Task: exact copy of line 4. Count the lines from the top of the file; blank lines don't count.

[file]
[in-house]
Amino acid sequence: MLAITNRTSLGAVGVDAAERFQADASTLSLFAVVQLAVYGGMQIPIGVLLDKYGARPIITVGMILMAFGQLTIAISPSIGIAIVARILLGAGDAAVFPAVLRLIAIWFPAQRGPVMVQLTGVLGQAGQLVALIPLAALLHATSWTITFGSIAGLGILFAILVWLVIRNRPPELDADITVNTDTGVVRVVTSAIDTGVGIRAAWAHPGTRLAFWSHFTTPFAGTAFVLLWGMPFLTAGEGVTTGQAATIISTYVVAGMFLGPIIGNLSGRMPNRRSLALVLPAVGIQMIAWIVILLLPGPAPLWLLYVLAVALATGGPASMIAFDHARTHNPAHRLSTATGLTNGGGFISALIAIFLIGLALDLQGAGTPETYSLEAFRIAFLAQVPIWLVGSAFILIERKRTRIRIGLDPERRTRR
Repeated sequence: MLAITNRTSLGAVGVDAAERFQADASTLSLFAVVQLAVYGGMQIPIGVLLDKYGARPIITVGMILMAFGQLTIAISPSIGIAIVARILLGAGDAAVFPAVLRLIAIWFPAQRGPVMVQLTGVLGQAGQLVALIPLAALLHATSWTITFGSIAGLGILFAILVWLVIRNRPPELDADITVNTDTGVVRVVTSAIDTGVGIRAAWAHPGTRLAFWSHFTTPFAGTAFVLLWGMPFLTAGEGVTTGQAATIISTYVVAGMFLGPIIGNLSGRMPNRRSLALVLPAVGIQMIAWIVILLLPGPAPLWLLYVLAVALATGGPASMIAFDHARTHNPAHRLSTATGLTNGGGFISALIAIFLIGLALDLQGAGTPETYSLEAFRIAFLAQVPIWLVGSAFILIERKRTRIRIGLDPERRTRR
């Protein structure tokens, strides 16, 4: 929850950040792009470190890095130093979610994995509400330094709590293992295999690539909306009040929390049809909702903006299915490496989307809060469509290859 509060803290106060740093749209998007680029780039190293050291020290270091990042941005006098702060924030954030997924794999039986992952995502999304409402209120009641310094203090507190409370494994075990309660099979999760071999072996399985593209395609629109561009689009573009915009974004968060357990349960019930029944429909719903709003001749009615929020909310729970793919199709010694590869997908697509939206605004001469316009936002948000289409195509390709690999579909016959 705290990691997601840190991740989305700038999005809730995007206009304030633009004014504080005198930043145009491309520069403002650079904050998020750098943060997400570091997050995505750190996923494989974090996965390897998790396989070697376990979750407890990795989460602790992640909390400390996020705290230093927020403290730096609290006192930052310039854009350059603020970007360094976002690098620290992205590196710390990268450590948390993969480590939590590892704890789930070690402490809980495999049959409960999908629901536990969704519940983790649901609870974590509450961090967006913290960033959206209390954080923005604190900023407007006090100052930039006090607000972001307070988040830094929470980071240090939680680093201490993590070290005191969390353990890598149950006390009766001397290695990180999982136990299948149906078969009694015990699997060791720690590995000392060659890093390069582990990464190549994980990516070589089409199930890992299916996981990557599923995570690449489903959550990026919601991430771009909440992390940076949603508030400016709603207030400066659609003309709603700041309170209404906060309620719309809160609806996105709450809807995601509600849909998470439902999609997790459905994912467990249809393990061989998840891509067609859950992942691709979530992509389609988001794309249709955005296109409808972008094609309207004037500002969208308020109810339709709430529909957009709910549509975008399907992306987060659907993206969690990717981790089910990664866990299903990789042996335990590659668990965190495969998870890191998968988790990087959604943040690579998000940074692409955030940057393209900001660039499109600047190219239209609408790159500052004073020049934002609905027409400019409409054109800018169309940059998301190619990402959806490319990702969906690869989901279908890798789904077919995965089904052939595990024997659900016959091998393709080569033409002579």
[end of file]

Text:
């Protein structure tokens, strides 16, 4: 929850950040792009470190890095130093979610994995509400330094709590293992295999690539909306009040929390049809909702903006299915490496989307809060469509290859 509060803290106060740093749209998007680029780039190293050291020290270091990042941005006098702060924030954030997924794999039986992952995502999304409402209120009641310094203090507190409370494994075990309660099979999760071999072996399985593209395609629109561009689009573009915009974004968060357990349960019930029944429909719903709003001749009615929020909310729970793919199709010694590869997908697509939206605004001469316009936002948000289409195509390709690999579909016959 705290990691997601840190991740989305700038999005809730995007206009304030633009004014504080005198930043145009491309520069403002650079904050998020750098943060997400570091997050995505750190996923494989974090996965390897998790396989070697376990979750407890990795989460602790992640909390400390996020705290230093927020403290730096609290006192930052310039854009350059603020970007360094976002690098620290992205590196710390990268450590948390993969480590939590590892704890789930070690402490809980495999049959409960999908629901536990969704519940983790649901609870974590509450961090967006913290960033959206209390954080923005604190900023407007006090100052930039006090607000972001307070988040830094929470980071240090939680680093201490993590070290005191969390353990890598149950006390009766001397290695990180999982136990299948149906078969009694015990699997060791720690590995000392060659890093390069582990990464190549994980990516070589089409199930890992299916996981990557599923995570690449489903959550990026919601991430771009909440992390940076949603508030400016709603207030400066659609003309709603700041309170209404906060309620719309809160609806996105709450809807995601509600849909998470439902999609997790459905994912467990249809393990061989998840891509067609859950992942691709979530992509389609988001794309249709955005296109409808972008094609309207004037500002969208308020109810339709709430529909957009709910549509975008399907992306987060659907993206969690990717981790089910990664866990299903990789042996335990590659668990965190495969998870890191998968988790990087959604943040690579998000940074692409955030940057393209900001660039499109600047190219239209609408790159500052004073020049934002609905027409400019409409054109800018169309940059998301190619990402959806490319990702969906690869989901279908890798789904077919995965089904052939595990024997659900016959091998393709080569033409002579």